As the wind turned southerly,
the poems sprung like magnolias,
looming larger than life,
below the full moon.
Said one groundling to another,
don’t judge me. We want mystery,
and magic; in the dark
grew exalted and rueful.
All this aura, the luscious scent,
sent me levitating, my love,
vestigial, souls homing toward
you, turning westerly.
The other day I turned my head and there against the night sky was the full moon. It shocked me a little. And you know guys, where the expression “lunatic” comes from. It’s a mystery really. Why madness? Why the moon? Is it that each soul has a path to follow, and that’s where the meaning of one’s life lies? And what about love? Is it a kind of madness that would give us answers? And the answer is: we don’t know; we feel. That’s kind of the stuff that affairs of the heart are made of isn’t it? Said one Englishman in Paris, who had fell hook, line and sinker for a French actress, knowing his comrades too sought out such maidens but thought that “they would return home and marry Englishwomen of good family for whom the practicalities of the heart were no more complicated and mysterious than the practicalities of the kitchen garden.” (Julian Barnes, Levels of Life) Aren’t we all entranced and repelled both?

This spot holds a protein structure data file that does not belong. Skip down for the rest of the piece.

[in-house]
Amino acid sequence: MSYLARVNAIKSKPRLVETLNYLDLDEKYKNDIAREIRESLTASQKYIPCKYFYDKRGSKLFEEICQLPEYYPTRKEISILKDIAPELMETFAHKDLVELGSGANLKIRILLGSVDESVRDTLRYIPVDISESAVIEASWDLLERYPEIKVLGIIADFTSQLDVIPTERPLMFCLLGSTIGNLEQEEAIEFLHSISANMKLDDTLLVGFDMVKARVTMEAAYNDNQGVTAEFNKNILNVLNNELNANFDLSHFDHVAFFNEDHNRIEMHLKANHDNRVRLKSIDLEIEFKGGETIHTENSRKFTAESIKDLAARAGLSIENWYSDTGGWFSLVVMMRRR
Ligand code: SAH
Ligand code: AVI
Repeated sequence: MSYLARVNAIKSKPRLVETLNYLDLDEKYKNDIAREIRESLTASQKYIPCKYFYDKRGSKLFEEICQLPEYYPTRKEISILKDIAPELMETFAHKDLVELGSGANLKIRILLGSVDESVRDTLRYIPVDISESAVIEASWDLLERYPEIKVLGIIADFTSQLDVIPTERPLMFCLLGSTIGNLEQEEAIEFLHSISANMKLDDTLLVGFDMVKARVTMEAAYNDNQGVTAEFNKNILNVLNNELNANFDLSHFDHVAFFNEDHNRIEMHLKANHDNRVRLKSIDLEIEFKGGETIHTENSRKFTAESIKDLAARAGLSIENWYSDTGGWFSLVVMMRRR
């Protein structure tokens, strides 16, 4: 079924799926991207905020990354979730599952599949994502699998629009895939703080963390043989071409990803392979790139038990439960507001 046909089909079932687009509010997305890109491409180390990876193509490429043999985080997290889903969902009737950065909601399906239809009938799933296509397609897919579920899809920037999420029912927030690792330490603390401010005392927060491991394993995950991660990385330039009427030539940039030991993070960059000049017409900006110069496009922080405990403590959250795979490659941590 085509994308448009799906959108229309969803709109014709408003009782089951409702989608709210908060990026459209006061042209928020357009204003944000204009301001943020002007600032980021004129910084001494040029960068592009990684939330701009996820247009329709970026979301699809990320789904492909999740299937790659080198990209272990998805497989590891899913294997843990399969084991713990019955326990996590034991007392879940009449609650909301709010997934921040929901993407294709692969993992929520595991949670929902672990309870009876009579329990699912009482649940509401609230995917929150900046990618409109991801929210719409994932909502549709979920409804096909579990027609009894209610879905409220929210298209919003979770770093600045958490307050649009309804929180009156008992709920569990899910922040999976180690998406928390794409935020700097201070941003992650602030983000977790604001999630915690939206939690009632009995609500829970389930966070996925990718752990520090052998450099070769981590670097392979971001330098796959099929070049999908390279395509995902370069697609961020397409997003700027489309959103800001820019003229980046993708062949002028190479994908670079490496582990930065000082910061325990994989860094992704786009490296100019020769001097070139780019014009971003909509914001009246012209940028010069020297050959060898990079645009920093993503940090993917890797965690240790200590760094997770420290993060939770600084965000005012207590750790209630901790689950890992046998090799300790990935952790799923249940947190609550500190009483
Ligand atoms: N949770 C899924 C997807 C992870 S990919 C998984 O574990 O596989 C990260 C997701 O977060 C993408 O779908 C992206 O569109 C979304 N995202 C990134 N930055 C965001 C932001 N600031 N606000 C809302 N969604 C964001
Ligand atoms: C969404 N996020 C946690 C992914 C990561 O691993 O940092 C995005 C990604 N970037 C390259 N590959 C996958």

by Julio Cortozar
I took off your clothes amid trembling and tears
on a bed that was open to infinity,
and if I had no pity on your protests
nor on your begging nor your flushed face,
I was a potter at the dawn of time,
inside the clay I could feel being born
the slow ritual risk of the live flame,
the mythic return to flowers and to the source.
You wove in my arms the rustling locks
of time’s hair linked like a chain
to its eternally recurring fire;
I don’t know what you saw through your complaint,
I saw eagles and moss, I had become
that side of the mirror where the serpent sings.
Of course it all turns to ashes in the end. Englishwoman or Frenchwoman, regardless. Write a moony poem of course.